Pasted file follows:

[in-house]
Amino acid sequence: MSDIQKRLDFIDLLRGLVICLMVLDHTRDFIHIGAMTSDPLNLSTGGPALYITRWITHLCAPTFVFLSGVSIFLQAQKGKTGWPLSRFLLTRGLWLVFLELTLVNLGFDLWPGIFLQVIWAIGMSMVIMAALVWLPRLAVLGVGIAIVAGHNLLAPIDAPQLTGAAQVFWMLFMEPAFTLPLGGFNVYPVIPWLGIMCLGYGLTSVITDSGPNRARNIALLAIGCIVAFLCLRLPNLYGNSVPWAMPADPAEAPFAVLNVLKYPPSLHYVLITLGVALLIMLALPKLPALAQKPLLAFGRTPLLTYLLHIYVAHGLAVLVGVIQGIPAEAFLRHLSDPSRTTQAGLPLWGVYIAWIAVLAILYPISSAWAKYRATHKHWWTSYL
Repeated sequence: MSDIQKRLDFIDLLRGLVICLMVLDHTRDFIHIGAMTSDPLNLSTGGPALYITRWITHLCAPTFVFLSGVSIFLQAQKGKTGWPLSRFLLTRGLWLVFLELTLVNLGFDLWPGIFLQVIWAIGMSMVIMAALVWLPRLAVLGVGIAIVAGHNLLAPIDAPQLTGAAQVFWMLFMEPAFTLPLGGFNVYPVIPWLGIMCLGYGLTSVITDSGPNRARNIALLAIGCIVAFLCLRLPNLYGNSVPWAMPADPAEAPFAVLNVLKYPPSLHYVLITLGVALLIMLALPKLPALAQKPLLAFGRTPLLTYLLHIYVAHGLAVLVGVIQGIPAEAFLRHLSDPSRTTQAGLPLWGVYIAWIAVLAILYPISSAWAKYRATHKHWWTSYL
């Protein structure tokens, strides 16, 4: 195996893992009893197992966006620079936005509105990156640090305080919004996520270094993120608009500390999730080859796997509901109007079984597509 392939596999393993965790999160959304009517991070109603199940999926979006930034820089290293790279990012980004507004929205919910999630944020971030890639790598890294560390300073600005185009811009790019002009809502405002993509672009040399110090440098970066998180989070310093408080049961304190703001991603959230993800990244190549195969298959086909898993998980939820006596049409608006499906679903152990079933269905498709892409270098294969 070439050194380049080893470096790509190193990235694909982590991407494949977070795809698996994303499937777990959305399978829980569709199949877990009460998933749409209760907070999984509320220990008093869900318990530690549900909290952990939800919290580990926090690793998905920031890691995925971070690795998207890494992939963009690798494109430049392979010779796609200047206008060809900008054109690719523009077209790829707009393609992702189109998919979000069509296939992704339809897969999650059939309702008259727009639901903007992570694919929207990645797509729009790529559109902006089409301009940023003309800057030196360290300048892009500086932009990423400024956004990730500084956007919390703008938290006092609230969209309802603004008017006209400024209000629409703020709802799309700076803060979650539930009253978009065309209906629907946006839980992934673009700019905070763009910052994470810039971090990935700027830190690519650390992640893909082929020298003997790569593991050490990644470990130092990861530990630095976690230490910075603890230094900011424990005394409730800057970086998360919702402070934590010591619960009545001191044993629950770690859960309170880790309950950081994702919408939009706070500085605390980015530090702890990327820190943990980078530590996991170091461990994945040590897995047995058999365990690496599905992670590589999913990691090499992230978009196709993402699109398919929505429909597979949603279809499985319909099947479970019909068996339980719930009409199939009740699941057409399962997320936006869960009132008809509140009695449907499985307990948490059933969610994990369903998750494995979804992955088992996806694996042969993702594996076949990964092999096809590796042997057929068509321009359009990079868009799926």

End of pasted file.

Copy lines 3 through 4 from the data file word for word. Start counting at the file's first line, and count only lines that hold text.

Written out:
Repeated sequence: MSDIQKRLDFIDLLRGLVICLMVLDHTRDFIHIGAMTSDPLNLSTGGPALYITRWITHLCAPTFVFLSGVSIFLQAQKGKTGWPLSRFLLTRGLWLVFLELTLVNLGFDLWPGIFLQVIWAIGMSMVIMAALVWLPRLAVLGVGIAIVAGHNLLAPIDAPQLTGAAQVFWMLFMEPAFTLPLGGFNVYPVIPWLGIMCLGYGLTSVITDSGPNRARNIALLAIGCIVAFLCLRLPNLYGNSVPWAMPADPAEAPFAVLNVLKYPPSLHYVLITLGVALLIMLALPKLPALAQKPLLAFGRTPLLTYLLHIYVAHGLAVLVGVIQGIPAEAFLRHLSDPSRTTQAGLPLWGVYIAWIAVLAILYPISSAWAKYRATHKHWWTSYL
């Protein structure tokens, strides 16, 4: 195996893992009893197992966006620079936005509105990156640090305080919004996520270094993120608009500390999730080859796997509901109007079984597509 392939596999393993965790999160959304009517991070109603199940999926979006930034820089290293790279990012980004507004929205919910999630944020971030890639790598890294560390300073600005185009811009790019002009809502405002993509672009040399110090440098970066998180989070310093408080049961304190703001991603959230993800990244190549195969298959086909898993998980939820006596049409608006499906679903152990079933269905498709892409270098294969 070439050194380049080893470096790509190193990235694909982590991407494949977070795809698996994303499937777990959305399978829980569709199949877990009460998933749409209760907070999984509320220990008093869900318990530690549900909290952990939800919290580990926090690793998905920031890691995925971070690795998207890494992939963009690798494109430049392979010779796609200047206008060809900008054109690719523009077209790829707009393609992702189109998919979000069509296939992704339809897969999650059939309702008259727009639901903007992570694919929207990645797509729009790529559109902006089409301009940023003309800057030196360290300048892009500086932009990423400024956004990730500084956007919390703008938290006092609230969209309802603004008017006209400024209000629409703020709802799309700076803060979650539930009253978009065309209906629907946006839980992934673009700019905070763009910052994470810039971090990935700027830190690519650390992640893909082929020298003997790569593991050490990644470990130092990861530990630095976690230490910075603890230094900011424990005394409730800057970086998360919702402070934590010591619960009545001191044993629950770690859960309170880790309950950081994702919408939009706070500085605390980015530090702890990327820190943990980078530590996991170091461990994945040590897995047995058999365990690496599905992670590589999913990691090499992230978009196709993402699109398919929505429909597979949603279809499985319909099947479970019909068996339980719930009409199939009740699941057409399962997320936006869960009132008809509140009695449907499985307990948490059933969610994990369903998750494995979804992955088992996806694996042969993702594996076949990964092999096809590796042997057929068509321009359009990079868009799926």